A starving artist art sale is a common sales tactic most often connected to the practice of oleography, or imitation printmaking, used in sweatshops and mass-production art plants to sell imitation art. These sales pretend to represent underprivileged artists but, in fact, take advantage of cheap sweatshop labor to move inexpensive products.
Much of the art sold in starving artist art sales is produced in a process called assembly line art. Very often this is connected to sweatshop labor, and even when it is not it is part of a for-profit industry driven on the strength of flooding markets with cheap imitations of popular works of art.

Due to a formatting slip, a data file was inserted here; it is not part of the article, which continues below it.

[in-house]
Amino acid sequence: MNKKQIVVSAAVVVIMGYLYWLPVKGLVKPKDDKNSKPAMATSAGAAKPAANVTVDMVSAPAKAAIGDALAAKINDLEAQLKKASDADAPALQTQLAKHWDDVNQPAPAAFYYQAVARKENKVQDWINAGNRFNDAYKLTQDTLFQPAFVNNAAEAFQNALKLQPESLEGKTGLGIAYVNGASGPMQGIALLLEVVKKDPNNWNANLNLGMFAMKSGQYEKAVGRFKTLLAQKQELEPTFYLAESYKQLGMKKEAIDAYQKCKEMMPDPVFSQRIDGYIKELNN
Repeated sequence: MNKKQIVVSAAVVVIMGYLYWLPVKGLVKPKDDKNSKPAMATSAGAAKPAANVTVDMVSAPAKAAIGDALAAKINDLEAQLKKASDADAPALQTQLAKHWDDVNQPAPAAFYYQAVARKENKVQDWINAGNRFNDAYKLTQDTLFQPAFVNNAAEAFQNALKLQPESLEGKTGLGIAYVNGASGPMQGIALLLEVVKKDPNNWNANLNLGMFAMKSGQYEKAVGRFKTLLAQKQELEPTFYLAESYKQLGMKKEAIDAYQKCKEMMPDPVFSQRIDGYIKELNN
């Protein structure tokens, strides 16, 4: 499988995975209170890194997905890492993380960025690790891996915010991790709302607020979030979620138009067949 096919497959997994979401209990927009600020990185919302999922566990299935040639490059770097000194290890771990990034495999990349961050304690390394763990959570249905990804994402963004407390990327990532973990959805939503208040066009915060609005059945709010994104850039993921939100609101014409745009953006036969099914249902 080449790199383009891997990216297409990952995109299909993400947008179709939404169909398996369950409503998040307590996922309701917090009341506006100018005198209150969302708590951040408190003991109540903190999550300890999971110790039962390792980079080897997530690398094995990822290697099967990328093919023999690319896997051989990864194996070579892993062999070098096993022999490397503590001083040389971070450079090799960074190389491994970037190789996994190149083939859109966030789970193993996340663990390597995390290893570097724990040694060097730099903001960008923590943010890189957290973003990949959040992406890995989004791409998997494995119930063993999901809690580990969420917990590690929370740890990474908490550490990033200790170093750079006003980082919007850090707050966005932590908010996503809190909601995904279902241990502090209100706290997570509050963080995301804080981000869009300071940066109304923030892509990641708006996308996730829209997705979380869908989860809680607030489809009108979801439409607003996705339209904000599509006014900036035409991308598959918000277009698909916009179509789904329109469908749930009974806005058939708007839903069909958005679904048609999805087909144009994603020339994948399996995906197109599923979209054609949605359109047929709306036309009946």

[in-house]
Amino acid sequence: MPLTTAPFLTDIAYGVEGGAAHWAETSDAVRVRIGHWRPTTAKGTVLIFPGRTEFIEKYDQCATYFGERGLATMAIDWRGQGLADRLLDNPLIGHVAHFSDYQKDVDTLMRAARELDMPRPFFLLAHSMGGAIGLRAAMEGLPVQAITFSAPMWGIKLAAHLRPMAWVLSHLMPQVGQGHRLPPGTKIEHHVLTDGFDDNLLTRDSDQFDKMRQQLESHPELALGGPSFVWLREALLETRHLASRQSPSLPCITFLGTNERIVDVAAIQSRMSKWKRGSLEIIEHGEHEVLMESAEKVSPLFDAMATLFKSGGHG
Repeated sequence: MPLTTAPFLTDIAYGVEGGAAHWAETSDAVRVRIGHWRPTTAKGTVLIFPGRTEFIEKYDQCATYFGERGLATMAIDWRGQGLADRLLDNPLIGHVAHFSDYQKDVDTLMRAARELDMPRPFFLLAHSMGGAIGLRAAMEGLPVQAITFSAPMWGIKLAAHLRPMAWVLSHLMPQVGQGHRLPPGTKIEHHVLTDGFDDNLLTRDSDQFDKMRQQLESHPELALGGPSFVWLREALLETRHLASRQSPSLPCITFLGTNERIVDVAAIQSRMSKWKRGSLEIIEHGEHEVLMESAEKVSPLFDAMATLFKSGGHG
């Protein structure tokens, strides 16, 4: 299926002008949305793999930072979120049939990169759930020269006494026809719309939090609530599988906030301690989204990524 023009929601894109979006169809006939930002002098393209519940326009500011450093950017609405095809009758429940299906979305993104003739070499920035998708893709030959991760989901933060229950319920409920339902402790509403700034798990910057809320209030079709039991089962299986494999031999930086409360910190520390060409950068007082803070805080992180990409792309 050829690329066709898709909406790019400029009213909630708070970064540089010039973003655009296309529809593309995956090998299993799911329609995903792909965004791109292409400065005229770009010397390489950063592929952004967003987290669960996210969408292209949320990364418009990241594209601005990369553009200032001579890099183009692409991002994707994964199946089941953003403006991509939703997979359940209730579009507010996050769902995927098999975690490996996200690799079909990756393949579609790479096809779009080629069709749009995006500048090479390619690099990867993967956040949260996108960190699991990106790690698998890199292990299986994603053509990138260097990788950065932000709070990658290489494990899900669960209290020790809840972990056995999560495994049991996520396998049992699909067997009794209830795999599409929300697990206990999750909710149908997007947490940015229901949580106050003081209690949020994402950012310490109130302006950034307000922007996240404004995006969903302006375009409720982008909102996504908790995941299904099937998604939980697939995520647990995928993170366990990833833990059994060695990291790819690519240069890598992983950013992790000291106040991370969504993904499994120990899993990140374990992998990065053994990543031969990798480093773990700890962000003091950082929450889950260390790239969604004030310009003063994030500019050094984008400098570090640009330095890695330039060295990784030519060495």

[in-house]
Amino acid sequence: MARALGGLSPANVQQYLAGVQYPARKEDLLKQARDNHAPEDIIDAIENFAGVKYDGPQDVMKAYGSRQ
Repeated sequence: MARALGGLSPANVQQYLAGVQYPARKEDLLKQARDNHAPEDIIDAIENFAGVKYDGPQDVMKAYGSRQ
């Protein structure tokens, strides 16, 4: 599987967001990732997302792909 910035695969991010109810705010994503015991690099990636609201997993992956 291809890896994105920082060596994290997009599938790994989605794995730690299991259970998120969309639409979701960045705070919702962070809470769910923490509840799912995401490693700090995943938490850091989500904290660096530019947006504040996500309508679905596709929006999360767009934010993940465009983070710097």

A great many works of imitation art are not even fake oils but simply prints. These oleographs are layered over with clear varnishes, giving them the appearance of having been painted by simulating brush strokes. This process is extremely inexpensive and allows companies to pursue the direct sales strategies that make starving artist art sales so successful.
These sales make use of marketing conduits like TV ads and local sales to drive people to consume cheap art. With the market saturated with cheap products, consumers are unmotivated to spend more seeking out the high-quality work of individual artists who may have their own offerings.